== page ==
[Ὡς βασανισμὸς , etc., as the torment, etc.] Not only other goods, but also necessary provisions, they will snatch away from the wretched citizens (Grotius).

And to them it was given, etc.: Supposing the Saracens and Turks here meant by the locusts, here arise two difficulties: 1. How it can be said of them, that they had no power to kill, but only torment men. 2. How their time is set for five months, whereas they have already tormented the world more than a thousand years; and how long they shall yet continue to do so, God only knows: they are both great difficulties. Alsted[11] tells us: That Mahomet began in the year 622, and the Saracens entered Spain 714, where they were called Moors, and kept possession of that kingdom eight hundred years, and that in the year 719, they besieged Constantinople with a navy of three thousand ships and three hundred thousand land soldiers; that before this time they had made themselves masters of Arabia, Palestina, Syria, Persia, Egypt, Africa, and Spain; and in the year 726, carried into France an army consisting of three hundred and seventy-five thousand, where they were beaten by Charles Martell,[12] father to King Pepin.[13] Mr. Mede telleth us, that the Saracens grievously vexed the countries subject to the Roman emperor, but could not take either Rome or Constantinople. The latter was taken by the Turks, in the year 1457, commanded by Sultan Mahomet. This is but a hard interpretation of those words, that they should not kill them; which, it may be, hath made some other interpreters choose to interpret these locusts to signify the Roman clergy, who indeed did not kill men for religion, of many years. But both the one and the other tormented the world enough, and that like a scorpion, which pierceth a man with a venomous sting, and puts him to great pain. For the five months, we shall again meet with them, verse 10.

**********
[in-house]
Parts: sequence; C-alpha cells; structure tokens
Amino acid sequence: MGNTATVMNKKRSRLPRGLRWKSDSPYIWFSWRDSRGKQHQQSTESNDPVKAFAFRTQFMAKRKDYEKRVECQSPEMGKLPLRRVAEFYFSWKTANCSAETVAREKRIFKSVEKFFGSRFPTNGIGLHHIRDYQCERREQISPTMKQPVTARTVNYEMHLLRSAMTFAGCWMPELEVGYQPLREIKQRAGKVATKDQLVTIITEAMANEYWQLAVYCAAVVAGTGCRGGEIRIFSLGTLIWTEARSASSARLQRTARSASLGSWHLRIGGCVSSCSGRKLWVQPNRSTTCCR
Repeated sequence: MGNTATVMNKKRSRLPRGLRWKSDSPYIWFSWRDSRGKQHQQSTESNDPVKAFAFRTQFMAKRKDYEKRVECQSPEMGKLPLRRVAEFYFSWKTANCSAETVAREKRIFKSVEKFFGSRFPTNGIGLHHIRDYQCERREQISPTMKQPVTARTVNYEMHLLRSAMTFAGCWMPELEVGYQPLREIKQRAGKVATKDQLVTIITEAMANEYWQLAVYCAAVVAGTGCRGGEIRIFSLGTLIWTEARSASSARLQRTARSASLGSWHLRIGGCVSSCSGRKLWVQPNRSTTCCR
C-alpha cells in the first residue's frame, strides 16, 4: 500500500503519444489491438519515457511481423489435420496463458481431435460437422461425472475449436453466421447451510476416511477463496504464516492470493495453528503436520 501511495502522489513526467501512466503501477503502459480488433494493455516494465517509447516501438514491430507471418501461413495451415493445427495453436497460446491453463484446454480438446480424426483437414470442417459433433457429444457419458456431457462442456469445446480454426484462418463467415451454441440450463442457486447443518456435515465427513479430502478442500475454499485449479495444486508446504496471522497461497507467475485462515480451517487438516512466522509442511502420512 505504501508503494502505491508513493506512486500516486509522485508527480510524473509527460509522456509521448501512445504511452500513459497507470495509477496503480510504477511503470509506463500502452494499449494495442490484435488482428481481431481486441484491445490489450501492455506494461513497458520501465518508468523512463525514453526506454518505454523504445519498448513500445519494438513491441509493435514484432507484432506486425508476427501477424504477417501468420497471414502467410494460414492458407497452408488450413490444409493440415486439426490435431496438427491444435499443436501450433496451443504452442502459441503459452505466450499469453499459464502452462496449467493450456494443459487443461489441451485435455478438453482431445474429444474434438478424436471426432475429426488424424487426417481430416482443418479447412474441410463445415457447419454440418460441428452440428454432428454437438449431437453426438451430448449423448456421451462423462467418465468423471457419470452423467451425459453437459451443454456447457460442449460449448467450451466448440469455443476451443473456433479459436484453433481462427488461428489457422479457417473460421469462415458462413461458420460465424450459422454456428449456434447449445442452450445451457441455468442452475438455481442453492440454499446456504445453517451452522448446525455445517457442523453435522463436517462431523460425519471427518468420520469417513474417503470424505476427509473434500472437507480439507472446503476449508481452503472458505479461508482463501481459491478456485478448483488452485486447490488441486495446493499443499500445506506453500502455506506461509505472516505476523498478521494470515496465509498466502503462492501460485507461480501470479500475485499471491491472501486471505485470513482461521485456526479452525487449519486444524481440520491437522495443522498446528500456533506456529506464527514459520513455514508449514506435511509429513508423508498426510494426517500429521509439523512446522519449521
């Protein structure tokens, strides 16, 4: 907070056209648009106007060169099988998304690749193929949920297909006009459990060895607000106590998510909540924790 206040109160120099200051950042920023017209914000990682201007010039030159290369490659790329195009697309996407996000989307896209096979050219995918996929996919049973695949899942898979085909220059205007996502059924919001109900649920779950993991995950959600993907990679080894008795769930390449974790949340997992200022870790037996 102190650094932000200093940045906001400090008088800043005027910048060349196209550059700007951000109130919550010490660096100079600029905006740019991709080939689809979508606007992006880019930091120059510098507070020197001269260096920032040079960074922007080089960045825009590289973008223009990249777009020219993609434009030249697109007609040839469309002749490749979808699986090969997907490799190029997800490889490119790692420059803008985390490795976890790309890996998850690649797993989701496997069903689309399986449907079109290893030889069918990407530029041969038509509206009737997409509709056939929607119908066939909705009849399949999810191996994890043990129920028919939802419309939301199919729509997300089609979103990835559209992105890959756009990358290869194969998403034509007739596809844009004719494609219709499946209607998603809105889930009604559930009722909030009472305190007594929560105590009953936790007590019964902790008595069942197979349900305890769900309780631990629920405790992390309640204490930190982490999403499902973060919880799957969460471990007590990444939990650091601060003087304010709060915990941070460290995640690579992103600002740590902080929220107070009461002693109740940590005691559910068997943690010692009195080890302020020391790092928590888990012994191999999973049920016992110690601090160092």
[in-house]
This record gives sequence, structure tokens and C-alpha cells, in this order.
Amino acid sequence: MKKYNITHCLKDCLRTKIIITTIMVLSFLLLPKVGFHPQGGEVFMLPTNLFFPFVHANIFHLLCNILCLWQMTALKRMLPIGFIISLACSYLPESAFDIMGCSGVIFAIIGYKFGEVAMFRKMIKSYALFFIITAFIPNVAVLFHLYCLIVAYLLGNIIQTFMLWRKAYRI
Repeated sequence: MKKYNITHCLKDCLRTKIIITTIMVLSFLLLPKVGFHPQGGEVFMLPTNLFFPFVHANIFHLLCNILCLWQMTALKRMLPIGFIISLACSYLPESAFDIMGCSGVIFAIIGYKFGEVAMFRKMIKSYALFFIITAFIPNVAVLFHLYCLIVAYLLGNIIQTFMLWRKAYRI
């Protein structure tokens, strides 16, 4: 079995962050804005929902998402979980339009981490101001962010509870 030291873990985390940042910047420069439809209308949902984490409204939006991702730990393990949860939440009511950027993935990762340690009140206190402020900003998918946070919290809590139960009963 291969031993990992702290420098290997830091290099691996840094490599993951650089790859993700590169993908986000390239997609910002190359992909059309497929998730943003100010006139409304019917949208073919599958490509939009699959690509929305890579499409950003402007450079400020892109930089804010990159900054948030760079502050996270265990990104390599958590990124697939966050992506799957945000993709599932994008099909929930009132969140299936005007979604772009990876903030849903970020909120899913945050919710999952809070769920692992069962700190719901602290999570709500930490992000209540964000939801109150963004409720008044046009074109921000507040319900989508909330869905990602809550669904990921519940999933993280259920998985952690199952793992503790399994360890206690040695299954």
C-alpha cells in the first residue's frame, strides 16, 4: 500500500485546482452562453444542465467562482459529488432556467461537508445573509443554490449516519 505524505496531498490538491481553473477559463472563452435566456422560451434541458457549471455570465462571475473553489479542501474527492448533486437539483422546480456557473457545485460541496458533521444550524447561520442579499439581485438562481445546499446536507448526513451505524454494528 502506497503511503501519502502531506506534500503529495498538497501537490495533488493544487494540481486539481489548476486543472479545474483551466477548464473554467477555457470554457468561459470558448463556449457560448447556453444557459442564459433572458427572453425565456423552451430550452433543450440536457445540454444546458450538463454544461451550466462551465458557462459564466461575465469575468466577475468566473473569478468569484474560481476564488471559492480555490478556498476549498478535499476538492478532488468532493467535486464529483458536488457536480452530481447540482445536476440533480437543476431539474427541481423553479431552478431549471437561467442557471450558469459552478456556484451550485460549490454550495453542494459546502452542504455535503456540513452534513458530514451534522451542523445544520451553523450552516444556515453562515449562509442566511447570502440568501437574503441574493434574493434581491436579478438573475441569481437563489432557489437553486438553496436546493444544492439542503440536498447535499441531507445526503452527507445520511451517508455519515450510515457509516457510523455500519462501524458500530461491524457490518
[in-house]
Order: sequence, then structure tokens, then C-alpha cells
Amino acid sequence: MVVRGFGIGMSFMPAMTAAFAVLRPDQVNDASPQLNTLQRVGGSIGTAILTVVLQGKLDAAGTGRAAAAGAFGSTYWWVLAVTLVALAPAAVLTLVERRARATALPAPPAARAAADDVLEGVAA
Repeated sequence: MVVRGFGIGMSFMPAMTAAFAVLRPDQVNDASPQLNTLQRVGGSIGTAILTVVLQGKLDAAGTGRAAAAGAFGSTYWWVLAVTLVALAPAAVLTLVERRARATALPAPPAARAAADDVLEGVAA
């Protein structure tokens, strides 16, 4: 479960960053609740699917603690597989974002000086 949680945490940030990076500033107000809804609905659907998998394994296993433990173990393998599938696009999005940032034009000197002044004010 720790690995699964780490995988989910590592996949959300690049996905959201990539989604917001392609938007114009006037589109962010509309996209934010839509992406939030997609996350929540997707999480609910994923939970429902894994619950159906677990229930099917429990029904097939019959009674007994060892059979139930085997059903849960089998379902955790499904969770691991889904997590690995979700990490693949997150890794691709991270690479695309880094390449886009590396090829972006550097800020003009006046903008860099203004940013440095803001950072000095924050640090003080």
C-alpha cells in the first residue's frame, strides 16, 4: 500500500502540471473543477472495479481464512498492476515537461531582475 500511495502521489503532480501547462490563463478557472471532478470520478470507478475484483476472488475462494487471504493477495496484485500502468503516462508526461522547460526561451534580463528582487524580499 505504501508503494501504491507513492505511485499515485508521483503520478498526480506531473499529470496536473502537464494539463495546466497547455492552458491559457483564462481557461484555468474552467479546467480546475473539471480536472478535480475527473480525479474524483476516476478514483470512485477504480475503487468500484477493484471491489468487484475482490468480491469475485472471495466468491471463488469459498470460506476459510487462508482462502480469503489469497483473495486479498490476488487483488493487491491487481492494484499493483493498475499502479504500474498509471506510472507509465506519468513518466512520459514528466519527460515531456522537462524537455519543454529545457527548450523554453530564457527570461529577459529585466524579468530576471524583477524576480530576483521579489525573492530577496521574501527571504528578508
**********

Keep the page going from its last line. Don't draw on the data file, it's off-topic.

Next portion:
[1] Greek: καὶ ἐδόθη αὐταῖς ἵνα μὴ ἀποκτείνωσιν αὐτούς, ἀλλ᾽ ἵνα βασανισθῶσι μῆνας πέντε· καὶ ὁ βασανισμὸς αὐτῶν ὡς βασανισμὸς σκορπίου, ὅταν παίσῃ ἄνθρωπον. [2] Josephus relates that twenty thousand Idumeans were allowed into Jerusalem to serve as defenders of the city. Once within the city, the Idumeans turned and proceeded to rob and kill the Jews of Jerusalem. However, the Idumeans were slaughtered along with the Jews by the Romans, and thus Idumea came to an end. [3] The great majority of Byzantine manuscripts read βασανισθῶσι; a few Byzantine manuscripts, together with Codices Sinaiticus and Alexandrinus, read βασανισθήσονται. [4] Latin: illi, nominative plural (serving as the subject). [5] Ambrosius Theodosius Macrobius’ (395-423) Saturnalia is a dialogue in which all sorts of historical, mythological, and linguistic curiosities are discussed. [6] Christopher Plantinus (c. 1520-1589) was a French publisher; he settled in Antwerp and established the famous Plantin Press. He published the 1572 Biblia Polyglotta, which was intended to establish the original text of the Old and New Testaments on a scientific basis. The Hebrew of the Old Testament is accompanied by Greek, Latin, and Aramaic translations. The Greek of the New Testament is accompanied by Latin and Syriac translations. [7] The Royal Codex is the 1550 edition of the Greek New Testament published by Robert Estienne. It is called the Editio Regia because of the handsome Greek font used in the printing. [8] The Abbasid Caliphate, or the Caliphate of Baghdad, was established in the year 750. [9] Togrulbecus (c. 990-1063) was the ruler of the Turkish Seljuq dynasty. He conquered Persia, and was commissioned to capture Baghdad in 1055 (which was soon accomplished). He relegated the Abbasid Caliphs to mere figurehead status. [10] The Exarchate of Ravenna fell to the Lombards in 750. [11] John Henry Alsted (1588-1638), a German Protestant, labored as Professor of Philosophy and Divinity at Herborn. The breadth of his learning led to the production of three encyclopedias. [12] The Battle of Tours occurred in October of 732, between the Frankish forces of Charles Martel (c. 668-741) and the army of the Umayyad Caliphate. It was a decisive victory for Martel, arresting the northward expansion of the Islamic invasion of western Europe. [13] Pepin (714-768) was the son of Charles Martel and the father of Charlemagne. He was the King of the Franks from 751-768.